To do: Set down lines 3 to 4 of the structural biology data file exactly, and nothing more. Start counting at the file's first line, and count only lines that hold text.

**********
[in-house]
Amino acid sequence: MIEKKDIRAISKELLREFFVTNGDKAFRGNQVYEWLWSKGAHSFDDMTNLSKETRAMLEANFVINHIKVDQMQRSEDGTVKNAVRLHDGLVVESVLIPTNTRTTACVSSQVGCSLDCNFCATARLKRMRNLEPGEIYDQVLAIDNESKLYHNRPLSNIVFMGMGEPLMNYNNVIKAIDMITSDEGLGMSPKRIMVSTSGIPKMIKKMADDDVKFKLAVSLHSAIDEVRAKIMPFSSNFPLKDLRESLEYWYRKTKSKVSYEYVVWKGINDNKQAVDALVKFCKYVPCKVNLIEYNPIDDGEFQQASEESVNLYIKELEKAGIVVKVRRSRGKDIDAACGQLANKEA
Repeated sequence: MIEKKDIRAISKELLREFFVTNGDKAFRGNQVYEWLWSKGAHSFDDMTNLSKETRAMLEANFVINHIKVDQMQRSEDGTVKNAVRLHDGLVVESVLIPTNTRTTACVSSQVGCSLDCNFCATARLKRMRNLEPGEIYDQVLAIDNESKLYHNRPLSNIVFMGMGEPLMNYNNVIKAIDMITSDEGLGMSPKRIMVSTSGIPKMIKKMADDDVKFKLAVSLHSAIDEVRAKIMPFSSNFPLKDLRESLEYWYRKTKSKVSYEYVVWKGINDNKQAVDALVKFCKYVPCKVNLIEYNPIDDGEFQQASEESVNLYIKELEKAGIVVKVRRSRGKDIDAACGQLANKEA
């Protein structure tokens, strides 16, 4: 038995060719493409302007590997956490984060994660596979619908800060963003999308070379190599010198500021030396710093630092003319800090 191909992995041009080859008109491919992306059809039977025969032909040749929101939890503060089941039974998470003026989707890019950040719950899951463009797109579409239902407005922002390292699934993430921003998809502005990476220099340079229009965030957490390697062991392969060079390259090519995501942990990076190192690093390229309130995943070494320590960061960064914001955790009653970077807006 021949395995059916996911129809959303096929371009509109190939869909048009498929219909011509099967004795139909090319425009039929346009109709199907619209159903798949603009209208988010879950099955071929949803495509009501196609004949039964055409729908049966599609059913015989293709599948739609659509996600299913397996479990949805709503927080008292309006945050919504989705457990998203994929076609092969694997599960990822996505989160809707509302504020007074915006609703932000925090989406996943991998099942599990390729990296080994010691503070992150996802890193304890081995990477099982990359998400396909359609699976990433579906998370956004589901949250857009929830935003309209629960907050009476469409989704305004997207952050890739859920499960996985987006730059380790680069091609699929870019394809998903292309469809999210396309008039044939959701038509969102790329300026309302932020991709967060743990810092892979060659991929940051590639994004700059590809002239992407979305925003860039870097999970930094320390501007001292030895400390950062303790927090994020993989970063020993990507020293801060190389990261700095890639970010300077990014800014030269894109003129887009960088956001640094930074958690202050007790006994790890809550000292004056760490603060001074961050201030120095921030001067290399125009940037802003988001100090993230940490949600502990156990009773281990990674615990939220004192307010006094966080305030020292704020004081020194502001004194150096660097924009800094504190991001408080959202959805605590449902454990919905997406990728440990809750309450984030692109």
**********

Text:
Repeated sequence: MIEKKDIRAISKELLREFFVTNGDKAFRGNQVYEWLWSKGAHSFDDMTNLSKETRAMLEANFVINHIKVDQMQRSEDGTVKNAVRLHDGLVVESVLIPTNTRTTACVSSQVGCSLDCNFCATARLKRMRNLEPGEIYDQVLAIDNESKLYHNRPLSNIVFMGMGEPLMNYNNVIKAIDMITSDEGLGMSPKRIMVSTSGIPKMIKKMADDDVKFKLAVSLHSAIDEVRAKIMPFSSNFPLKDLRESLEYWYRKTKSKVSYEYVVWKGINDNKQAVDALVKFCKYVPCKVNLIEYNPIDDGEFQQASEESVNLYIKELEKAGIVVKVRRSRGKDIDAACGQLANKEA
């Protein structure tokens, strides 16, 4: 038995060719493409302007590997956490984060994660596979619908800060963003999308070379190599010198500021030396710093630092003319800090 191909992995041009080859008109491919992306059809039977025969032909040749929101939890503060089941039974998470003026989707890019950040719950899951463009797109579409239902407005922002390292699934993430921003998809502005990476220099340079229009965030957490390697062991392969060079390259090519995501942990990076190192690093390229309130995943070494320590960061960064914001955790009653970077807006 021949395995059916996911129809959303096929371009509109190939869909048009498929219909011509099967004795139909090319425009039929346009109709199907619209159903798949603009209208988010879950099955071929949803495509009501196609004949039964055409729908049966599609059913015989293709599948739609659509996600299913397996479990949805709503927080008292309006945050919504989705457990998203994929076609092969694997599960990822996505989160809707509302504020007074915006609703932000925090989406996943991998099942599990390729990296080994010691503070992150996802890193304890081995990477099982990359998400396909359609699976990433579906998370956004589901949250857009929830935003309209629960907050009476469409989704305004997207952050890739859920499960996985987006730059380790680069091609699929870019394809998903292309469809999210396309008039044939959701038509969102790329300026309302932020991709967060743990810092892979060659991929940051590639994004700059590809002239992407979305925003860039870097999970930094320390501007001292030895400390950062303790927090994020993989970063020993990507020293801060190389990261700095890639970010300077990014800014030269894109003129887009960088956001640094930074958690202050007790006994790890809550000292004056760490603060001074961050201030120095921030001067290399125009940037802003988001100090993230940490949600502990156990009773281990990674615990939220004192307010006094966080305030020292704020004081020194502001004194150096660097924009800094504190991001408080959202959805605590449902454990919905997406990728440990809750309450984030692109």